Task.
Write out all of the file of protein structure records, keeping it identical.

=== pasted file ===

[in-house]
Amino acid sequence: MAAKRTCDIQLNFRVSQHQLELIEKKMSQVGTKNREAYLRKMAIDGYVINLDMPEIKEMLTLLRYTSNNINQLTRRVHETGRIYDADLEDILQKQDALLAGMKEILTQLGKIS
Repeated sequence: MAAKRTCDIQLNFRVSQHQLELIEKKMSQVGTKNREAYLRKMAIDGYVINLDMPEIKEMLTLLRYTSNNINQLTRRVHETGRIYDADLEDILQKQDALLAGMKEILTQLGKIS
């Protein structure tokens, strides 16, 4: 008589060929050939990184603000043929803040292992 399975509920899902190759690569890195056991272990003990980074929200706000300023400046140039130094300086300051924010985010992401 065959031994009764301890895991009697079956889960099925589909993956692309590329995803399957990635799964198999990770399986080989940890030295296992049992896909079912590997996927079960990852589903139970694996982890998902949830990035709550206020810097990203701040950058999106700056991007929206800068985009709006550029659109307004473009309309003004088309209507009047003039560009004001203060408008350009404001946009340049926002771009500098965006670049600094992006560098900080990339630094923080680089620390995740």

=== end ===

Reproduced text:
[in-house]
Amino acid sequence: MAAKRTCDIQLNFRVSQHQLELIEKKMSQVGTKNREAYLRKMAIDGYVINLDMPEIKEMLTLLRYTSNNINQLTRRVHETGRIYDADLEDILQKQDALLAGMKEILTQLGKIS
Repeated sequence: MAAKRTCDIQLNFRVSQHQLELIEKKMSQVGTKNREAYLRKMAIDGYVINLDMPEIKEMLTLLRYTSNNINQLTRRVHETGRIYDADLEDILQKQDALLAGMKEILTQLGKIS
């Protein structure tokens, strides 16, 4: 008589060929050939990184603000043929803040292992 399975509920899902190759690569890195056991272990003990980074929200706000300023400046140039130094300086300051924010985010992401 065959031994009764301890895991009697079956889960099925589909993956692309590329995803399957990635799964198999990770399986080989940890030295296992049992896909079912590997996927079960990852589903139970694996982890998902949830990035709550206020810097990203701040950058999106700056991007929206800068985009709006550029659109307004473009309309003004088309209507009047003039560009004001203060408008350009404001946009340049926002771009500098965006670049600094992006560098900080990339630094923080680089620390995740």